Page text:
7. Then add some of the juices from the roasted tomatoes, the tomatoes and sautéed squashed. Gently mix until combined.  Serve room temperature.

A bowl of goodness that is pure pleasure to eat spoonful after spoonful.

A bowl of goodness that is pure pleasure to eat spoonful after spoonful.

This is one of those dishes that is both hearty but light at the same time.  The couscous is a pasta so it does do the job of satisfyingly fill you up, but the lightness of the veggies make it feel summertime fresh, especially served room temperature or even chilled.  

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I made this out of love.
Love of pasta.
Love for my Mom.
Love to share with others.

 

Print Friendly Recipe

 

Zucchini Carpaccio

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Carpaccio refers to raw, thin slices.  Most people typically use this method for beef or fish. But why limit its focus.  The technique can be applied to any food really.  That's when I elected to employ its useful style to zucchini; both green and yellow. 

Once upon a time on a warm summer's day in the country, I had zucchini. AGAIN.
Another dilemma of what to do with this ubiquitous kinda bland veg. And so, the idea of creating a dish that would be fresh and cool given the heat of the day sparked the idea for carpaccio.  Slice it thin.  No need to cook it.  Add a zingy sauce and call it day.  

That is how this dish came to be. Out of sheer not wanting to turn on the stove or oven or eat anything hot.   I don't need to bore you with any more adjectives, adverbs or other fancy descriptions.  This is a simple once upon a time story, with a happy ending.  Now, down to the 'how to'.

Ingredients

1  zucchini, thinly sliced approx. 2 c
2 small yellow squash, thinly sliced approx. 2 c
1 small red onion, thinly sliced
1/2 c red wine vinegar
1/4 c white wine vinegar
salt

 

Dressing
1-2 T honey (depending on your taste)
1/3 c fresh lime juice
1/3 c fresh lemon juice
1 T rice wine vinegar
1/4 shallots. minced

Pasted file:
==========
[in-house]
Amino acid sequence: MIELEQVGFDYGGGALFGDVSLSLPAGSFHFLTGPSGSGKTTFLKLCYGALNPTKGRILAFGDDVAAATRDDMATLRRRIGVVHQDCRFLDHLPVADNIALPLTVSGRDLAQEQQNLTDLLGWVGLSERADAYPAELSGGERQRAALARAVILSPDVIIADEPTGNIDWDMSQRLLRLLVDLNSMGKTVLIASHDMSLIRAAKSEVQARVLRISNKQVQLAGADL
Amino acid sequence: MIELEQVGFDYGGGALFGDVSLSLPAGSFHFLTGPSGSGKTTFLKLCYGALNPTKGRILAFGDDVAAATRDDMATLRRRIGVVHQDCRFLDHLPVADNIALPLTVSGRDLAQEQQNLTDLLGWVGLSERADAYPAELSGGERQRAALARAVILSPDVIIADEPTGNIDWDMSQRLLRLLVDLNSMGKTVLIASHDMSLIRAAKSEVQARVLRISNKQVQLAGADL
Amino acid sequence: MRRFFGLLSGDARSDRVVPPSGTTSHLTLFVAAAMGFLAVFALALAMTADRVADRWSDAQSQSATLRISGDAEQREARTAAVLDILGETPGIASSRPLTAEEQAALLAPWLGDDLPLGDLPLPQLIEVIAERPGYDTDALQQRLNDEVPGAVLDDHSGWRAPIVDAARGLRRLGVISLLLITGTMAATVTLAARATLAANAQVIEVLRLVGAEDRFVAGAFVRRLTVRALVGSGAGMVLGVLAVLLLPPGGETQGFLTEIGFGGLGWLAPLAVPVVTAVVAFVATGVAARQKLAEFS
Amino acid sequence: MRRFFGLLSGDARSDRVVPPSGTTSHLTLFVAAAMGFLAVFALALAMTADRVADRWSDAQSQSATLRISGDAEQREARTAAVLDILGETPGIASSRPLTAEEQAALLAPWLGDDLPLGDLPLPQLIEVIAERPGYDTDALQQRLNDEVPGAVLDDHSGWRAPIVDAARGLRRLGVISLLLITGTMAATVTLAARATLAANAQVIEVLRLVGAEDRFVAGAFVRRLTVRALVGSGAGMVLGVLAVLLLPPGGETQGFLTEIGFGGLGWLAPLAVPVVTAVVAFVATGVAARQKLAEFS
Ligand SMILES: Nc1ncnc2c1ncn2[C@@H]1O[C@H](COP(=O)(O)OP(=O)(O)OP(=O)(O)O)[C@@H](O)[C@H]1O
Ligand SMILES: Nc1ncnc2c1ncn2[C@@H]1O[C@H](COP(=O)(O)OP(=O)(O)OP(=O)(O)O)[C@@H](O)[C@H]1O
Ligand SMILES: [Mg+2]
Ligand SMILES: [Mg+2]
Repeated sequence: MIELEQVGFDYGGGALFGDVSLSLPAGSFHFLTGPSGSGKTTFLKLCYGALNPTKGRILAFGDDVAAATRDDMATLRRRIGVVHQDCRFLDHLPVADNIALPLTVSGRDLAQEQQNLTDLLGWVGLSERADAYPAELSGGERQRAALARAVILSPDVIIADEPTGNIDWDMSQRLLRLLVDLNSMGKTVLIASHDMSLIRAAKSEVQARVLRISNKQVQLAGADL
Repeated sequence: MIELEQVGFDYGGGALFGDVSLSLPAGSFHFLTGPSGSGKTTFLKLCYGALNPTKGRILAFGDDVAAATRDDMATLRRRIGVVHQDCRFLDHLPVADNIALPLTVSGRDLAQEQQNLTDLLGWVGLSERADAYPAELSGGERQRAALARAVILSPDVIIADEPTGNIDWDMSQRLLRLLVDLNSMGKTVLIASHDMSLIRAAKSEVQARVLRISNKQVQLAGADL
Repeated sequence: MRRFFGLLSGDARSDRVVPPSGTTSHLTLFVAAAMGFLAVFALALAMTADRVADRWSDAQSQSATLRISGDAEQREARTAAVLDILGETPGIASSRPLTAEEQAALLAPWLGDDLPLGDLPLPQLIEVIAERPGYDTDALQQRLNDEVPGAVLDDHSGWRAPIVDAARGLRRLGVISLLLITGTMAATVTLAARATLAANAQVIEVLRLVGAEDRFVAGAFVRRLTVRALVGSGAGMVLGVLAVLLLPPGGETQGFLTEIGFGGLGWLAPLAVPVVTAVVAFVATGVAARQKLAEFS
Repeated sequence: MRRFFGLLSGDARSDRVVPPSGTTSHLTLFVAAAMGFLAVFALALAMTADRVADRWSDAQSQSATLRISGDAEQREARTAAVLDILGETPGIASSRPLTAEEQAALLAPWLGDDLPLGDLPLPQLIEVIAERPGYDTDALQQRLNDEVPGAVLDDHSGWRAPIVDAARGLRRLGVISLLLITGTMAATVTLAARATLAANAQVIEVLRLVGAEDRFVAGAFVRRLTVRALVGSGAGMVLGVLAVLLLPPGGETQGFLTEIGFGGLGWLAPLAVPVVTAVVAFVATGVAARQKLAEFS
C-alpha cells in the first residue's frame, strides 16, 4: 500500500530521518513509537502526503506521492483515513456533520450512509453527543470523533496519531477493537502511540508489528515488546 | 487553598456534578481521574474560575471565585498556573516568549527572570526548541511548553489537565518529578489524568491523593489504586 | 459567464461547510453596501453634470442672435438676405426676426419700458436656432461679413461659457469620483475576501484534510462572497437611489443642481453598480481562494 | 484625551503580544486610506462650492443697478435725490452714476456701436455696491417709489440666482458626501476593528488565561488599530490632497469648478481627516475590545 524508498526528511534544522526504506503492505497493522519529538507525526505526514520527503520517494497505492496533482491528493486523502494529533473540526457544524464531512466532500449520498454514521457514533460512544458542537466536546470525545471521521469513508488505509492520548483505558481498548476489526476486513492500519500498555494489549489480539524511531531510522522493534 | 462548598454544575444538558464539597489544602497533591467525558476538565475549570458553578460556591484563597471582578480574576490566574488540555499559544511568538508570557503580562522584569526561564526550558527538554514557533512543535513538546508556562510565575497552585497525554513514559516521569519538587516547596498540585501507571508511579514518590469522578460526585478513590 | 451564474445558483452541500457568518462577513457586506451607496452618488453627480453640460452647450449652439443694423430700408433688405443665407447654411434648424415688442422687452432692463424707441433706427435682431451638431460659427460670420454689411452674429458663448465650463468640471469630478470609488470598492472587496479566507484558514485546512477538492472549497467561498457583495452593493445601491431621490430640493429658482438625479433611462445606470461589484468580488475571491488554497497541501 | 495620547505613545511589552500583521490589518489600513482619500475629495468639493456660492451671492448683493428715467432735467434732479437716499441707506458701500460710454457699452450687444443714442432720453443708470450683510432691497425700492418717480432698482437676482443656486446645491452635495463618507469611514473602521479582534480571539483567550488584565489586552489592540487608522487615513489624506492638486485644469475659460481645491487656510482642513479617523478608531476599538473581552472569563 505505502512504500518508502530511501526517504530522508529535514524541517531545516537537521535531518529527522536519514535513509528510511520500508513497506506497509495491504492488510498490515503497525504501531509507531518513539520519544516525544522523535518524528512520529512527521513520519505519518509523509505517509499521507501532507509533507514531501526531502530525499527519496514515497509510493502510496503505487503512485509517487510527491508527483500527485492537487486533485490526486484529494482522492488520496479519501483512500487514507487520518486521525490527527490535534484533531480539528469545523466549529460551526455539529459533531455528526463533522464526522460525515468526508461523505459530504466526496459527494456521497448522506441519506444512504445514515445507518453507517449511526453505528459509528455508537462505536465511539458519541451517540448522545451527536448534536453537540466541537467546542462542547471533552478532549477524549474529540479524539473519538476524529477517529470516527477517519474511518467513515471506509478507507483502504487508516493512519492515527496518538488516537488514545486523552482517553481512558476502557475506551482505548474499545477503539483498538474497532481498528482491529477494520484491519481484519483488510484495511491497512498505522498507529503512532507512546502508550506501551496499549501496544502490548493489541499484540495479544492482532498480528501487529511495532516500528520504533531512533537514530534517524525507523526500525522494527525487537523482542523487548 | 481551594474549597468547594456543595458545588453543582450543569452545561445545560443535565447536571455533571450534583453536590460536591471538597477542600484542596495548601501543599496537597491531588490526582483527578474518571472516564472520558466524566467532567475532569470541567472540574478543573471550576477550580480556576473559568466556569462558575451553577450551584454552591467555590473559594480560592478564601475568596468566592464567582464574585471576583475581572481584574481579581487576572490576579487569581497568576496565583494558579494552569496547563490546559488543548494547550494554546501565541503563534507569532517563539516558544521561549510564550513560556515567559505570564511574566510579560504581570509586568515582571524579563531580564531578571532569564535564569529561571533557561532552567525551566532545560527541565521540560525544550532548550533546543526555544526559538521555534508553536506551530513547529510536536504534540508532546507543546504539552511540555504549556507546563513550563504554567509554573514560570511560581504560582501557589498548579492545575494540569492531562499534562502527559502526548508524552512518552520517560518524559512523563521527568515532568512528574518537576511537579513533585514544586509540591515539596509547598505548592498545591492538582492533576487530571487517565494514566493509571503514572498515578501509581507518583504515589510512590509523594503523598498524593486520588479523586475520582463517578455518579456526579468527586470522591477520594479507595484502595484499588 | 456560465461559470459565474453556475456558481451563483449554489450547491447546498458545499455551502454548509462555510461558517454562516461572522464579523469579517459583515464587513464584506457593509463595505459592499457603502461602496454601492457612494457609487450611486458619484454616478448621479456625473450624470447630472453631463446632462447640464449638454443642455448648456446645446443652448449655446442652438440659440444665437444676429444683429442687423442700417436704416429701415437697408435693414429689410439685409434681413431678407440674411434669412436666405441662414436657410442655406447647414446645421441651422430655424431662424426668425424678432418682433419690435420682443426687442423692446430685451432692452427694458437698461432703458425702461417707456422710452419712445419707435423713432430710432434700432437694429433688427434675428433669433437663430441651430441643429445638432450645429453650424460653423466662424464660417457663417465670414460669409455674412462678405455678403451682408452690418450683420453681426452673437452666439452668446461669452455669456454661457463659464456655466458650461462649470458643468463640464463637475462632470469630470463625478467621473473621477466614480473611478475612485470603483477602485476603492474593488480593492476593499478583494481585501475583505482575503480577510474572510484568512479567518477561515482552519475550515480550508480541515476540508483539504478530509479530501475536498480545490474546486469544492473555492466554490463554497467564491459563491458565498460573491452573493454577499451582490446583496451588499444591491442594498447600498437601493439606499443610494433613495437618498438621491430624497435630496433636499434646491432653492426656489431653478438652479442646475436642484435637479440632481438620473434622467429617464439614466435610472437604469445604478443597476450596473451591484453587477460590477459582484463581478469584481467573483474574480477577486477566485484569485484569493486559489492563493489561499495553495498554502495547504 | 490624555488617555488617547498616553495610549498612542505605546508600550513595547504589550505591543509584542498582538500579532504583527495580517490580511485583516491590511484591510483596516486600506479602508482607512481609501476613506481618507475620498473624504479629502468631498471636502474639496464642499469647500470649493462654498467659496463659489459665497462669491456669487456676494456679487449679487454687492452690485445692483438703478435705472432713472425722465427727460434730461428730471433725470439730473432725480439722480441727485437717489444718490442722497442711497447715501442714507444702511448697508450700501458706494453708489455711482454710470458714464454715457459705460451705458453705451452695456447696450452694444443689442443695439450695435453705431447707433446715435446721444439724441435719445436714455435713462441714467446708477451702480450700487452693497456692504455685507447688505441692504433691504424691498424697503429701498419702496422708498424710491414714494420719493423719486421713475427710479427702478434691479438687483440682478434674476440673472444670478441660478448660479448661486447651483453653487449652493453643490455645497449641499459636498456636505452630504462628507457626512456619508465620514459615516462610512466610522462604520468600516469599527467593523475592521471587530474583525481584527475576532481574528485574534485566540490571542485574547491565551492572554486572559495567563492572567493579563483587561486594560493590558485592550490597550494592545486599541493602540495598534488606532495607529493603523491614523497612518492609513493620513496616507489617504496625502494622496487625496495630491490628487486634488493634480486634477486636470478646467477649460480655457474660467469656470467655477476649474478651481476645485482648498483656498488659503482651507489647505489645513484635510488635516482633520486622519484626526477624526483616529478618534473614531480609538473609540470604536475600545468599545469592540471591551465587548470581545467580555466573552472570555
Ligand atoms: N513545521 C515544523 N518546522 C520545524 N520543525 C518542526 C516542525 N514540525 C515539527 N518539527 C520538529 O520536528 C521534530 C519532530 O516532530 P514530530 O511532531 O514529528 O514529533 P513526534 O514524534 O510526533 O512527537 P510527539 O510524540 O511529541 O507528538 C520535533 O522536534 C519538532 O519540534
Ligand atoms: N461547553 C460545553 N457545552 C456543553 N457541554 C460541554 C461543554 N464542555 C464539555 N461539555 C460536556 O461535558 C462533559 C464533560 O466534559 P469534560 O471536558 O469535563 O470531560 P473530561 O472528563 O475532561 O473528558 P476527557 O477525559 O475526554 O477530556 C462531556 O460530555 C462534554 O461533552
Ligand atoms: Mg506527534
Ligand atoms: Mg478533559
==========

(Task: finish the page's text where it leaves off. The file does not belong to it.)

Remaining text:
1.5 T mint, finely chopped
1.5 T basil, chopped
1+ tsp salt / 1/4 t pepper to taste

Instructions

1. First things first.  Thinly slice the red onions so they have time to pickle. I use a mandolin for this so I can cut them quickly, evenly and thinly. Next, combine the red and white vinegar with salt and submerge the onions.  Cover with plastic wrap and refrigerate while you prepare the zucchini and dressing.

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2. Thinly slice both the zucchini and yellow squash using a mandolin.  Unless you have a sushi master skill of using a knife, the only real way to get these thin enough, and consistent, is to use a mandolin.  Sorry, sometimes it's just that way. I like to make sure that I am slicing them so they are round, not oval.  I just groove off the overall visual look. But go ahead and slice as you like, just as long as they are thin. Then begin to layer them.  Again, I like order and visual appeal. So my aesthetic is one color for each row in a circular fashion.  I overlap slightly as I go to create a wheel of green and yellow swirls. But lay them down in whatever fashion suits your style.

Round and round we go. Layer anyway you like. I like circles.

Round and round we go. Layer anyway you like. I like circles.

It looks neat and visually appealing... and mesmerizing.

It looks neat and visually appealing... and mesmerizing.

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3. Once that is done, make the marinade/dressing.  Combine the lemon and lime juices, vinegar with honey, shallots, mint and basil.  Salt and pepper to taste.  Pour over the entire dish and allow the dressing to settle in for 15 minutes to 1/2 hour to absorb and "cook" the zucchini.  Drain and add the pickled onion in the center.

The first couple of times I made this dish I used regular basil. This time around I had purple basil, so that's what I used.

The first couple of times I made this dish I used regular basil. This time around I had purple basil, so that's what I used.